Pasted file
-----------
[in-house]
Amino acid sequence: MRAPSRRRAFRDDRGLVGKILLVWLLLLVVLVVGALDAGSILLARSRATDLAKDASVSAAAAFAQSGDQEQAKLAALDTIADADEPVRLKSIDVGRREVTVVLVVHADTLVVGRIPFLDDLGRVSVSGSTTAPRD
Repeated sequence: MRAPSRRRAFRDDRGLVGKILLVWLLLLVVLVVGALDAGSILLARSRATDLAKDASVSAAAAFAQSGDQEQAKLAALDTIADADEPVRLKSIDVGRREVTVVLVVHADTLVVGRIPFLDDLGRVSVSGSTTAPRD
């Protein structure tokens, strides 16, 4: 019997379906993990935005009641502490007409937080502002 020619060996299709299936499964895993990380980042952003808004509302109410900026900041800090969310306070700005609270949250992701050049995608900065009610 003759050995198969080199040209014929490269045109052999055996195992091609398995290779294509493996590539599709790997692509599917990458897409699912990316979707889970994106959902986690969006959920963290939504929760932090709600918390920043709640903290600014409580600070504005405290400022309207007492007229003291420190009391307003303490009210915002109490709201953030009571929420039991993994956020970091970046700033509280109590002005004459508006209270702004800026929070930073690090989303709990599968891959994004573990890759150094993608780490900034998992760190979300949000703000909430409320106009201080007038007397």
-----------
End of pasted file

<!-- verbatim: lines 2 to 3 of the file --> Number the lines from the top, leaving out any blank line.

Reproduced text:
Amino acid sequence: MRAPSRRRAFRDDRGLVGKILLVWLLLLVVLVVGALDAGSILLARSRATDLAKDASVSAAAAFAQSGDQEQAKLAALDTIADADEPVRLKSIDVGRREVTVVLVVHADTLVVGRIPFLDDLGRVSVSGSTTAPRD
Repeated sequence: MRAPSRRRAFRDDRGLVGKILLVWLLLLVVLVVGALDAGSILLARSRATDLAKDASVSAAAAFAQSGDQEQAKLAALDTIADADEPVRLKSIDVGRREVTVVLVVHADTLVVGRIPFLDDLGRVSVSGSTTAPRD